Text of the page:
Labour has dropped its investigation into Dame Margaret Hodge amid accusations the probe was fuelling the damaging antisemitism row engulfing the party.
No further action will be taken against the senior backbencher in relation to reports she confronted and shouted at Jeremy Corbyn over anti-Jewish abuse, The Independent has been told.
The ex-minister, who is herself Jewish and lost family members in the Holocaust, faced the probe because of an altercation following an angry party meeting on antisemitism.
A source said Dame Margaret had expressed regret to Labour’s chief whip, Nick Brown, “for the manner in which she raised her views”.
As a result, Labour’s general secretary, Jennie Formby, has written to her to inform her that no further action would be taken.
The MP had already been reprimanded by Mr Brown.
Responding to news that the investigation will be dropped, Dame Margaret said: “I’m pleased that the Labour Party has finally dropped their ‘action’ against me. After 55 years of LP membersship, going after me instead of addressing the issue was wrong.
“In 2018 antisemitism has again reared its ugly head and the campaign against it goes on.”
She thanked supporters for their messages, “which have kept me going”, but insisted: “Just to be clear: there have been no apologies – on either side.”
The investigation was opened after a row between the Labour grandee and Mr Corbyn in Parliament, during which Dame Margaret accused her party leader of being a “racist and anti-Semite” and said he did not want “people like me” in the Labour Party.
It followed Labour’s decision not to adopt in full the internationally-recognised International Holocaust Remembrance Alliance (IHRA) definition of antisemitism – a move that was widely criticised by Jewish groups and Labour MPs alike.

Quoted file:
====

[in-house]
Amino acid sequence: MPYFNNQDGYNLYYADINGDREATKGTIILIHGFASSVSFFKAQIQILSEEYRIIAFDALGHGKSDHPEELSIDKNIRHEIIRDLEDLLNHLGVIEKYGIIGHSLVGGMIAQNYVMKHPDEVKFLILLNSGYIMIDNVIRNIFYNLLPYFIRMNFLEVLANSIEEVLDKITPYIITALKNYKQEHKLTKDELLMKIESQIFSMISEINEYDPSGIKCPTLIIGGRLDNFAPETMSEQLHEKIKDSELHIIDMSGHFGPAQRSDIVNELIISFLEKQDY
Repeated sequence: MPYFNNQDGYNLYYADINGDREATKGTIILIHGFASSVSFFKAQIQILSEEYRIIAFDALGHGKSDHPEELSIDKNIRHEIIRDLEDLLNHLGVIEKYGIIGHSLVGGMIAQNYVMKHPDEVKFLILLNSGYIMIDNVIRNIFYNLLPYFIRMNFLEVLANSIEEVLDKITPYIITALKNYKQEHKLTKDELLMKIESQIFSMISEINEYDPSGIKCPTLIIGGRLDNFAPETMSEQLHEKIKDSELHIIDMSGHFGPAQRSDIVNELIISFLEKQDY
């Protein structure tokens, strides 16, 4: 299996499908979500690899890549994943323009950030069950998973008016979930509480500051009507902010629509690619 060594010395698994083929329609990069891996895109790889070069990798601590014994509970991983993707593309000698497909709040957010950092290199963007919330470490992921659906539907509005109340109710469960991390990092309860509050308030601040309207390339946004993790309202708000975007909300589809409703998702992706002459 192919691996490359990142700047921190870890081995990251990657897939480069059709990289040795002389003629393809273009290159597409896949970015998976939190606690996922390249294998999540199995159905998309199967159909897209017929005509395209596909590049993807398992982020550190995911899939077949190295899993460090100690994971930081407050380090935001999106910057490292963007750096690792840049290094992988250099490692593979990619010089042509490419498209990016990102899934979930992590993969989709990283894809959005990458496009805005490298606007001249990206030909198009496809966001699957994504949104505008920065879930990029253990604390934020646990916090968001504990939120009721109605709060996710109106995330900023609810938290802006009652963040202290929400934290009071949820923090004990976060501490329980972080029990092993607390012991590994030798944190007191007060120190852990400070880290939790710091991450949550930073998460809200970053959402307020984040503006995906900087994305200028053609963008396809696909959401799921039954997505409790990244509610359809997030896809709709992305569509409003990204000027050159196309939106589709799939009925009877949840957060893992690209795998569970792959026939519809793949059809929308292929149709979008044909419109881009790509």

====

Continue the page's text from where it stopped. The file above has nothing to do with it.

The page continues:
Mr Corbyn’s spokesman told reporters “action will be taken” in relation to the outburst and Dame Margaret received a letter the day after the incident notifying her that she was under investigation by Ms Formby.
The Labour leadership had come under mounting pressure to drop the probe, with John McDonnell, the shadow chancellor, and Momentum founder Jon Lansman joining numerous Labour MPs in criticising the decision to open an inquiry.
Dame Margaret last week published a heated exchange of letters between her lawyers and Ms Formby, in which her representatives threatened to take the Labour Party to court if the investigation continued.
In a strongly worded letter, they wrote: “In the event that you take the misguided step of continuing with this investigation, we would expect any further steps to comply with principles of natural justice and fairness.
“We will be monitoring this, and reserve all of our client’s rights to refer this matter to Court under the contractual relationship between our client and the Party, and the obligations (express and implied) which follow from this.”
The MP, who has spoken of having lost relatives in the Holocaust, used a parliamentary debate earlier this year to recount antisemitic abuse she had received.
In their latest letter to Ms Formby, her lawyers raised a series of concerns about the nature of the investigation, including asking why the MP had been asked to apologise before the supposedly “fair” investigation found she had committed any wrongdoing.
In a letter suggesting the investigation would be “brought to an end” if Dame Margaret apologised for her actions, Ms Formby said: “We are currently at the beginning of the process. Nobody has prejudged the outcomes, nor is there any improper motive for the investigation.”
In response, Dame Margaret’s lawyers wrote: “You claim that your investigation has not been pre-judged and that under the Labour Party Rules a fair process can still be followed, but that investigation would be dropped if our client apologises.
“For our client to be forced into an apology, this would mean that you have pre-determined that she has done something wrong.”
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